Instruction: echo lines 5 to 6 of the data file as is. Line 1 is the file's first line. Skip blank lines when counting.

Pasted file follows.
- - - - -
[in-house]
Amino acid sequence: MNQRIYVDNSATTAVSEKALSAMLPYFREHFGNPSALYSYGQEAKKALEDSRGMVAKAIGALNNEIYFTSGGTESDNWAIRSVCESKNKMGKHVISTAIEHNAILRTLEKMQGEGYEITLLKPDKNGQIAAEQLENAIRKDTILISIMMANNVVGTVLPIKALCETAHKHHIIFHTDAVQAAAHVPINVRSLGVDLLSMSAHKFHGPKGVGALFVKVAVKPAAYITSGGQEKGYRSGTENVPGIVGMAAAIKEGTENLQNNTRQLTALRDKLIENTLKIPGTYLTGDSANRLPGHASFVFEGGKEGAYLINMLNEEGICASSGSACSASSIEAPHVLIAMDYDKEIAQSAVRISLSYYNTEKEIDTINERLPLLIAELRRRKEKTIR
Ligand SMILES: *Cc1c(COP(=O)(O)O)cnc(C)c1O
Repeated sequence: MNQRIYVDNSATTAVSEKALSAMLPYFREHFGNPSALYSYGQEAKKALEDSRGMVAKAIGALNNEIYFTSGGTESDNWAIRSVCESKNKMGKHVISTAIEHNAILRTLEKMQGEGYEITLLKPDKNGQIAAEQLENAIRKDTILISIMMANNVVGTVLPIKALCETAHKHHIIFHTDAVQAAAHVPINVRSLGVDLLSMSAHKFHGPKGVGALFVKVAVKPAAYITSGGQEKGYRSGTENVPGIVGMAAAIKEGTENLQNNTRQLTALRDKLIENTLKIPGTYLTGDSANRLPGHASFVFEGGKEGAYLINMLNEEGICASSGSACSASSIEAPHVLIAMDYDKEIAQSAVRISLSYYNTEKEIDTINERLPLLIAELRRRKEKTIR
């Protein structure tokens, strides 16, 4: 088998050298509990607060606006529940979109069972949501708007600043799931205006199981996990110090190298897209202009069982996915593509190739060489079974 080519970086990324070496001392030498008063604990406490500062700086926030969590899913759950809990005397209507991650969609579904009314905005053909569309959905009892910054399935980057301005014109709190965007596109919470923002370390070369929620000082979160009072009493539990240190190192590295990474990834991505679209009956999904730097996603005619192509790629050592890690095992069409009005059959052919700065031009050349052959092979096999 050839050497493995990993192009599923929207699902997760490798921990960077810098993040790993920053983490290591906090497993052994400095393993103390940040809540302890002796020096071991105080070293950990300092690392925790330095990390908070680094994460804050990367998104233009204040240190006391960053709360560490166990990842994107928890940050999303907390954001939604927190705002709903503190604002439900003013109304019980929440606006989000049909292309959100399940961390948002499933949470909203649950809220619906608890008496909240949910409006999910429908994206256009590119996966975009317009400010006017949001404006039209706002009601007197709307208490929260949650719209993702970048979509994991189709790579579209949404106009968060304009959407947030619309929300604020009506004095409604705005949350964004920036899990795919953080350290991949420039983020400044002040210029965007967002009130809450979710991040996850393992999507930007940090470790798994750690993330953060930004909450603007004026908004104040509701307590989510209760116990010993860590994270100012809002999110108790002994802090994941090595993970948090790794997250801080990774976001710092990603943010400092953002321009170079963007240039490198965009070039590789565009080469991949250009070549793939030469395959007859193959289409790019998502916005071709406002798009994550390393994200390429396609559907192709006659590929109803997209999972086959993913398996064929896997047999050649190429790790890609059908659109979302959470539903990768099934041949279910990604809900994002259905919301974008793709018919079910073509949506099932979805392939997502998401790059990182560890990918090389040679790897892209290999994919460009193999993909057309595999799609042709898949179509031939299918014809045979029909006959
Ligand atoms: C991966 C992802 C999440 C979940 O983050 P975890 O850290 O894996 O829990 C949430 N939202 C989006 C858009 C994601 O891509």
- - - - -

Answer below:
């Protein structure tokens, strides 16, 4: 088998050298509990607060606006529940979109069972949501708007600043799931205006199981996990110090190298897209202009069982996915593509190739060489079974 080519970086990324070496001392030498008063604990406490500062700086926030969590899913759950809990005397209507991650969609579904009314905005053909569309959905009892910054399935980057301005014109709190965007596109919470923002370390070369929620000082979160009072009493539990240190190192590295990474990834991505679209009956999904730097996603005619192509790629050592890690095992069409009005059959052919700065031009050349052959092979096999 050839050497493995990993192009599923929207699902997760490798921990960077810098993040790993920053983490290591906090497993052994400095393993103390940040809540302890002796020096071991105080070293950990300092690392925790330095990390908070680094994460804050990367998104233009204040240190006391960053709360560490166990990842994107928890940050999303907390954001939604927190705002709903503190604002439900003013109304019980929440606006989000049909292309959100399940961390948002499933949470909203649950809220619906608890008496909240949910409006999910429908994206256009590119996966975009317009400010006017949001404006039209706002009601007197709307208490929260949650719209993702970048979509994991189709790579579209949404106009968060304009959407947030619309929300604020009506004095409604705005949350964004920036899990795919953080350290991949420039983020400044002040210029965007967002009130809450979710991040996850393992999507930007940090470790798994750690993330953060930004909450603007004026908004104040509701307590989510209760116990010993860590994270100012809002999110108790002994802090994941090595993970948090790794997250801080990774976001710092990603943010400092953002321009170079963007240039490198965009070039590789565009080469991949250009070549793939030469395959007859193959289409790019998502916005071709406002798009994550390393994200390429396609559907192709006659590929109803997209999972086959993913398996064929896997047999050649190429790790890609059908659109979302959470539903990768099934041949279910990604809900994002259905919301974008793709018919079910073509949506099932979805392939997502998401790059990182560890990918090389040679790897892209290999994919460009193999993909057309595999799609042709898949179509031939299918014809045979029909006959
Ligand atoms: C991966 C992802 C999440 C979940 O983050 P975890 O850290 O894996 O829990 C949430 N939202 C989006 C858009 C994601 O891509």